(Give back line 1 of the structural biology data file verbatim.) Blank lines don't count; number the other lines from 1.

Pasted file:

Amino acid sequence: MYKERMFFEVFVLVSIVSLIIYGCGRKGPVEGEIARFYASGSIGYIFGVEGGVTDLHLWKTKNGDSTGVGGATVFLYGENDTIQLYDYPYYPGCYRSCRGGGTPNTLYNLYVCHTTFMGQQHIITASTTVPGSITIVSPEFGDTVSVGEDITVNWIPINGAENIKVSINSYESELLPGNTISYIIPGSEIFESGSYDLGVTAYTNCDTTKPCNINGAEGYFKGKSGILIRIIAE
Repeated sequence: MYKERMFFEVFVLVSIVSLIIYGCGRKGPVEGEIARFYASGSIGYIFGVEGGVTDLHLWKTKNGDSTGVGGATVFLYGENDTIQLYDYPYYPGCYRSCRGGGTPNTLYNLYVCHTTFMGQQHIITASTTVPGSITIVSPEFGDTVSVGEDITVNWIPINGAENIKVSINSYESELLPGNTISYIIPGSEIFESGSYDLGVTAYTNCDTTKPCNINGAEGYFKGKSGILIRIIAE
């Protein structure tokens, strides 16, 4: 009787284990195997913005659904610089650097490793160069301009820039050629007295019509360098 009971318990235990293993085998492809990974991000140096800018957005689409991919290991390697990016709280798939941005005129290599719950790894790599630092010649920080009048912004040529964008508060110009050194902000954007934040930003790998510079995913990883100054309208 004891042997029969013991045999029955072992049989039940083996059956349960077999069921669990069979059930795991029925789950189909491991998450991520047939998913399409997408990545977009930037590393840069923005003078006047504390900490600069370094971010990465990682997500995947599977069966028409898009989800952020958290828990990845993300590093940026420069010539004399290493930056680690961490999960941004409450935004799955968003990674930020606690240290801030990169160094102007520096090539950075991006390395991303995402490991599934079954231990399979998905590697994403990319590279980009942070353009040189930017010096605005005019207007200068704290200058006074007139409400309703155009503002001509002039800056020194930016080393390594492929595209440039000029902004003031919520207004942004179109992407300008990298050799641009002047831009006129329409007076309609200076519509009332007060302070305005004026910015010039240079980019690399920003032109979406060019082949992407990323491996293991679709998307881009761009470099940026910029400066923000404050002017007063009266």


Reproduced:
Amino acid sequence: MYKERMFFEVFVLVSIVSLIIYGCGRKGPVEGEIARFYASGSIGYIFGVEGGVTDLHLWKTKNGDSTGVGGATVFLYGENDTIQLYDYPYYPGCYRSCRGGGTPNTLYNLYVCHTTFMGQQHIITASTTVPGSITIVSPEFGDTVSVGEDITVNWIPINGAENIKVSINSYESELLPGNTISYIIPGSEIFESGSYDLGVTAYTNCDTTKPCNINGAEGYFKGKSGILIRIIAE